Khyam Allami, who is active in maqam music, writes in his article "Microtonality and the Struggle for Fretlessness in the Digital Age" about how the Western 12 note per octave division dominates the digital music tools that musicians have access to and what a destructive effect this has had for musicians within maqam music and other non-Western music cultures. 53edo, and its extension 159edo, are especially suitable for approximating the intervals used in different maqam tunings (which differ for the same scale between different regions). Ozan Yarman writes in his PhD dissertation "79-tone Tuning & Theory for Turkish Maqam Music" about how 53edo is the basis for how Turkish music theory is taught, but that the musical practice demands higher precision in pitch. Yarman therefore suggests a 79 tone subest of 159edo to both describe and play Turkish music.
Since I am no expert in any musical culture outside Western styles, it is yet to be seen how well the instrument actually fits in different musics. I look forward to playing the neod with fellow musicians and explore its possibilities in practice.
My bond to the musical instrument is caring, care-ful, not because it is equal, but because it is fully other and at the same time intimately integrated with myself.
Playing a musical instrument, to me, is an intense back and forth listening and acting between all the parts of my body-mind and the instrument. Leaping for a sound and failing to reach it, but ending up somewhere else is integral to playing a musical instrument through care. It is what fosters me to relax and listen to its otherness. The act of playing is intimate and rooted in empathy.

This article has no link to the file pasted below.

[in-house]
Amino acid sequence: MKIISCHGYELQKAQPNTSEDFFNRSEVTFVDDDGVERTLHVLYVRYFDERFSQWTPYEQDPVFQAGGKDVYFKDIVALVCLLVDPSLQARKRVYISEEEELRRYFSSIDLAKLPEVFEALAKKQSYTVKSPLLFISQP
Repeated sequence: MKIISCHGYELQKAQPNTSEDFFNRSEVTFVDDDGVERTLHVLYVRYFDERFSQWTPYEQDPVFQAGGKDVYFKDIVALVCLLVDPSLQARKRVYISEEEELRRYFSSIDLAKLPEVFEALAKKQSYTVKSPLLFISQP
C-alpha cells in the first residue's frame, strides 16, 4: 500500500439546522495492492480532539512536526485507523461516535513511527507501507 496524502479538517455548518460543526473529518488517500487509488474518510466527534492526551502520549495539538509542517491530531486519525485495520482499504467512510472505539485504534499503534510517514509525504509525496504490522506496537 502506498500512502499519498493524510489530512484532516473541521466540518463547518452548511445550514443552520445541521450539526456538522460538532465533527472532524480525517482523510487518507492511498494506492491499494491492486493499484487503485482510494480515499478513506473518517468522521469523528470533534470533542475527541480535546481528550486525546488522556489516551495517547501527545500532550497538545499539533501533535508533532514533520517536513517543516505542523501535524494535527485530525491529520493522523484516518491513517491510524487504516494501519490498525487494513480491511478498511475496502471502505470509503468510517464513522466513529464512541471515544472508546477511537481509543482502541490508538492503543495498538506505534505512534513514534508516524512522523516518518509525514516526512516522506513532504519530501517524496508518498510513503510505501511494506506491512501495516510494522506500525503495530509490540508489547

The controller, useful as it is, dissolves the intimate physical-sonic bond, as the mapping between action and sonic result is malleable. For this reason, it is important that the neod sounds in a specific way. During the development process the sound synthesis and mapping will be in constant flux as I incorporate my ideas of fragility and care into the sound synthesis. The sonic characteristics can be rich and multidimensional, and they will be inseparable from the networked flow from conciousness through flesh, physical object, electrical signals, to sound and back.
When we are no longer bound by the acoustic response of the material, as we are in an acoustic instrument, crafting the right sonic material is all the more important. For the neod, I will listen to the way this particular object and its sensors silently sing with others, but I will also steer it towards a fragile, careful, complex and intimate sonic identity.
The sound of the instrument is in constant flux, and I don't expect it to ever be completely stable. I think it was Brian Eno who said to "think like a gardener, not an architecht". By gardening the sound synthesis code piece by piece, I hope to eventually incorporate my aesthetic ideas of precise fragility in a way that is in harmony with the physical shape of the instrument.
The current version is based on a combination of wave guide and wavetable synthesis written in Rust. For more information on how to combine C++ and Rust on the Bela, see my blog post on the matter.
Inspired by bowed and plucked string instruments, I hope to be able to give the neod a richness in timbre combined with a precision in pitch that is necessary to warrant the high resolution and precision of pitch selection, while also enabling a wide timbral expression. This doesn't mean I aim for it to sound like a viola or a theorbo, but that I strive for a fully electronic sound that can rival the acoustic ones in complexity.
To hear snapshots of the sound synthesis at different moments in time, listen to the neod.1.anortosit sound diary.
The current iteration of the neod is played using 29 capacitive sensors read by a Trill Craft and an IMU. Inside the shell is a Bela mini that aggregates the sensor data and synthesises the sound. With the Bela mini, the instrument is completely stand-alone. The battery, however, didn't fit in this shell so I use an external power bank.